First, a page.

SOLVENTS and THINNERS for coatings

SOLVENTS and THINNERS for coatings

Post 320 ⇒   by Gautam Shah 


Thinners are specific mixtures of different solvents to achieve desired viscosity for the film forming constituents of a coating system. Solvents are liquids that have power of dissolving or formulation with something.

Viscosity of a medium can be adjusted by including a low viscosity medium into a high viscosity material, or by solvents and diluents. Solvents dissolve by entering the inter-molecular space and changing the intermolecular forces. Diluents are non dissolving low viscosity substances, do not enter the inter-molecular spaces but extend the action of a solvent as a liquid to liquid-phase. Often in a multi medium formulation, one material that acts as a solvent to a particular medium, may act as a dilutent for the other medium. Solvents and diluents both increase the fluidity of a medium.


Various thinning media for oil paint –by Ellywa – Own work. Licensed under CC BY-SA 4.0 via Wikimedia Commons –

The solution of the film forming substances of a coating helps in manufacturing and application processes. Solvents or thinners are also required to clean up tools (brushes) and equipments (spray nozzles and containers) of application. These are also used for removal of patches, over-sprays and body parts.

Solvents convert resin and polymer molecules into smaller clusters, and it is a process of separating the molecules. In solution, the molecules of solute and the solvents are dispersed into each other.

Solvents on evaporation help in formation of a solid film. The coating may be deposited, and solvent evaporates to form a solid film (non-convertible system). Alternatively the coating undergoes one or many processes of chemical conversion (such as oxidation, chemical reaction on application of heat or catalyst reaction), while solvents get evaporated (convertible system).


Most solvents, including the most versatile one the water, evaporate at some temperature. There are two classes of solvents: Hydrocarbon (Petroleum) solvents and Chemical or oxygenated solvents, though these terms are overlapping due to complex process of manufacturing. Hydrocarbon solvents theoretically have only Carbon and Hydrogen but other substances such as Sulphur and heavy metals may be present as trace elements.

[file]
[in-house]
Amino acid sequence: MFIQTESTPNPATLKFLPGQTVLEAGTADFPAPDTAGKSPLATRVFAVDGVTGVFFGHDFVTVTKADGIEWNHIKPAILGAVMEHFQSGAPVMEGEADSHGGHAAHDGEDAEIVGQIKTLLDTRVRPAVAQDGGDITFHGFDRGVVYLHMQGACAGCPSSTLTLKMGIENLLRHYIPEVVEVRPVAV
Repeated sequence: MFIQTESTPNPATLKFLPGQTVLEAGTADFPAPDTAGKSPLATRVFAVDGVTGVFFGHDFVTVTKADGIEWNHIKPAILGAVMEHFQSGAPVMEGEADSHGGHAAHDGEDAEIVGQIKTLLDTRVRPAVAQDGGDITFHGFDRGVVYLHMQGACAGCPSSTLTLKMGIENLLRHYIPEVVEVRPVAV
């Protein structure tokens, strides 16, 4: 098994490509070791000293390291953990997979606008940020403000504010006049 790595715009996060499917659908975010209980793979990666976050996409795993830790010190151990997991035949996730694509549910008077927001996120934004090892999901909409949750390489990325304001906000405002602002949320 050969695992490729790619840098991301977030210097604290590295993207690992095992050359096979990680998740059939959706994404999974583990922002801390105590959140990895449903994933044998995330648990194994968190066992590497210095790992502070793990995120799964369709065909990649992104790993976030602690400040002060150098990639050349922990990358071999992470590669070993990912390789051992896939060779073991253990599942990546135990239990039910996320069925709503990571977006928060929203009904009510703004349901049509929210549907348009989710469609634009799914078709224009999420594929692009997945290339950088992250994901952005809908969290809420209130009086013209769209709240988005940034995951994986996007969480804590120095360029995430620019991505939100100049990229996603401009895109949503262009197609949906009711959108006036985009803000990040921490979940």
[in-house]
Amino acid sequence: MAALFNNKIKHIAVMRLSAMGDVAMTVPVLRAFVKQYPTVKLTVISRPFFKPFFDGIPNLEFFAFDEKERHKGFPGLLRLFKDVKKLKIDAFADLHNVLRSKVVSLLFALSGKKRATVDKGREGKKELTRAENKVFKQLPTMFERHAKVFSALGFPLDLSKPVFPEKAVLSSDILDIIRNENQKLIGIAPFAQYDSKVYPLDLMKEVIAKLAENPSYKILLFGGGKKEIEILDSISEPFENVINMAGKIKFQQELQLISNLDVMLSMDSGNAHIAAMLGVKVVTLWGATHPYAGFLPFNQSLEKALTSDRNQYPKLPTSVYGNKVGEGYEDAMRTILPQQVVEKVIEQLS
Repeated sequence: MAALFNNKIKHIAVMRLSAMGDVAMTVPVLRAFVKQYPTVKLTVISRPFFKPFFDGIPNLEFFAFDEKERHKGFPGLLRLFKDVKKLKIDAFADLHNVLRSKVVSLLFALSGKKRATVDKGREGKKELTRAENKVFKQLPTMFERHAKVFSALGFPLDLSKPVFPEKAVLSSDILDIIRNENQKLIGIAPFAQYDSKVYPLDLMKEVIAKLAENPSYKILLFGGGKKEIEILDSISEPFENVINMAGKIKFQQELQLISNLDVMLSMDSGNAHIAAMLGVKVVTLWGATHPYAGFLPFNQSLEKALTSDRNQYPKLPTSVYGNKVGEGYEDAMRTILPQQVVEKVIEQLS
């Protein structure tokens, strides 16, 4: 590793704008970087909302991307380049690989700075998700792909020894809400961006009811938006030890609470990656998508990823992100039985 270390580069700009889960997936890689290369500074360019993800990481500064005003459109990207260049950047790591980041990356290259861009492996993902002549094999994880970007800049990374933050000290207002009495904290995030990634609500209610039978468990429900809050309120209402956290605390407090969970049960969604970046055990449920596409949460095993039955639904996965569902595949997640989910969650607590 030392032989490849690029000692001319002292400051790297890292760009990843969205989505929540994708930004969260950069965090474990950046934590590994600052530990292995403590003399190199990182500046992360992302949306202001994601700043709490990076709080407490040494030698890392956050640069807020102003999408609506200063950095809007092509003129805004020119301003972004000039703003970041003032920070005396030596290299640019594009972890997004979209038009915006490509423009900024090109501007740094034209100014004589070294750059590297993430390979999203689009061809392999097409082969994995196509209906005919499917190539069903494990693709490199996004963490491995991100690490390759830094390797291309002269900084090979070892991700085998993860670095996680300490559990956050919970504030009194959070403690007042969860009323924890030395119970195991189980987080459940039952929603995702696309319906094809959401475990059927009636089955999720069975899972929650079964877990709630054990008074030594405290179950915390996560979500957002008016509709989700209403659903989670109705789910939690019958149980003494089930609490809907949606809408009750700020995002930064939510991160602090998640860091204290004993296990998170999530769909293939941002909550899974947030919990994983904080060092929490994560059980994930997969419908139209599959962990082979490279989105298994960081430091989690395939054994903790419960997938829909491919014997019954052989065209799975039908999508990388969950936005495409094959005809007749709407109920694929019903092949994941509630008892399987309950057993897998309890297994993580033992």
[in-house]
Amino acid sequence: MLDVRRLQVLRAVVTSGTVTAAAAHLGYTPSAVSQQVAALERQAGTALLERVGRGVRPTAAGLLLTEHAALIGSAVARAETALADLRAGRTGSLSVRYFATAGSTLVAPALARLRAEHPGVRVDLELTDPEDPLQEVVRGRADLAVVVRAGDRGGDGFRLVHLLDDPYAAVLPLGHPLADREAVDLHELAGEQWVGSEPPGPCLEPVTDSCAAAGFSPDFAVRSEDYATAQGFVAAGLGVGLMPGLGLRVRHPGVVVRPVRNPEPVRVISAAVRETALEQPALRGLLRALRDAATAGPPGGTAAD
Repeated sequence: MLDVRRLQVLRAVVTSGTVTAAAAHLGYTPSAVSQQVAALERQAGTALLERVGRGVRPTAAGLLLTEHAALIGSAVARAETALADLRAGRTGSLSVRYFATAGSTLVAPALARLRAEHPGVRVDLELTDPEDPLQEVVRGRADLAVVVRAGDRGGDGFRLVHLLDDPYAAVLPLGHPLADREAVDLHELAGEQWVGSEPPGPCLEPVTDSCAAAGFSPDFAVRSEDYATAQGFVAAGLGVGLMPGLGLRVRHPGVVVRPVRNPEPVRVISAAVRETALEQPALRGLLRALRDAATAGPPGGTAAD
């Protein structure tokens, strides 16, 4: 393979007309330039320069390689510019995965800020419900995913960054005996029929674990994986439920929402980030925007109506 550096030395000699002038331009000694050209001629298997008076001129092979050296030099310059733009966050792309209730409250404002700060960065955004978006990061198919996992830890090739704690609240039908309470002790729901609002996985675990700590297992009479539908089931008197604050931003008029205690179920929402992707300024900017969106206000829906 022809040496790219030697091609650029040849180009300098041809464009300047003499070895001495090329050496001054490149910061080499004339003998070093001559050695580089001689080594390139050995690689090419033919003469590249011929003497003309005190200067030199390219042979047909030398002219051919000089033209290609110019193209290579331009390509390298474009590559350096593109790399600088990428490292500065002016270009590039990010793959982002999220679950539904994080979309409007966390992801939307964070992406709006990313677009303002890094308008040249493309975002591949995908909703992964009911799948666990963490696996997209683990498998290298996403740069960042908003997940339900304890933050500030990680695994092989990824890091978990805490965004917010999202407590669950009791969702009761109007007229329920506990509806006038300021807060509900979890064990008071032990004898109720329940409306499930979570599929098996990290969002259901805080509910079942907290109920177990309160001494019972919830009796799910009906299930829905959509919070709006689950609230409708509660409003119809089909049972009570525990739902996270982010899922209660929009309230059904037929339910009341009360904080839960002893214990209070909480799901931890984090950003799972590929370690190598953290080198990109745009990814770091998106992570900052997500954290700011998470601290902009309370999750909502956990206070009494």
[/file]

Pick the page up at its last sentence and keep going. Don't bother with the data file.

Coating formulations are in consideration of Solvents’ cost, flameability and the environmental effects. The solvent-power or solvency is very important aspect. The formulation must achieve a viscosity that is correct for manufacturing or application processes with a minimum amount of solvent. For a coating formulator, another important aspect is the rate of evaporation of solvent. If a solvent evaporates too rapidly, the applied coating will not get sufficient time to level out. Faster evaporation also induces early start for cross linking, and may seal the face, trapping part of the solvent. In spraying a fast evaporating solvent hinders even spray and may cause condensation of water around spraying nozzle and sprayed surface.

Thinners are mix of solvents and other carriers or non-solvent material. Thinners are formulated and proposed by the coating manufacturer, as competent authority they know what forms the coating. Often Thinners of different qualities are suggested such as for application and for cleaning of tools, equipments, patches and over-sprays. Some even provide specific thinners or special additives for monsoon seasons to counter effect of excess moisture and condensation.

For the later purpose, a well proportioned an economic blend of solvents and diluents, suitable for specific categories of coatings are marketed as Thinner or Reducer.

Hydrocarbon cracking Lab plant


Following categories of solvents are used in coatings:

  • Aliphatic hydrocarbons: white spirit (mineral turpentine), kerosene (superior and fuel grade)
  • Aromatic hydrocarbons: benzene, toluene, xylene
  • Alcohols: methanol, ethanol, butanol, isopropanol
  • Chlorinated hydrocarbons: carbon tetrachloride
  • Ketone: acetone, methyl ethyl ketone (MEK), methyl iso-butyl ketone
  • Esters: methyl acetate, ethyl acetate, butyl acetate
  • Ethers: methyl cellulose, cello-solve, cello-solve acetate
  • Terpene: turpentine (genuine), di-pentene, pine oils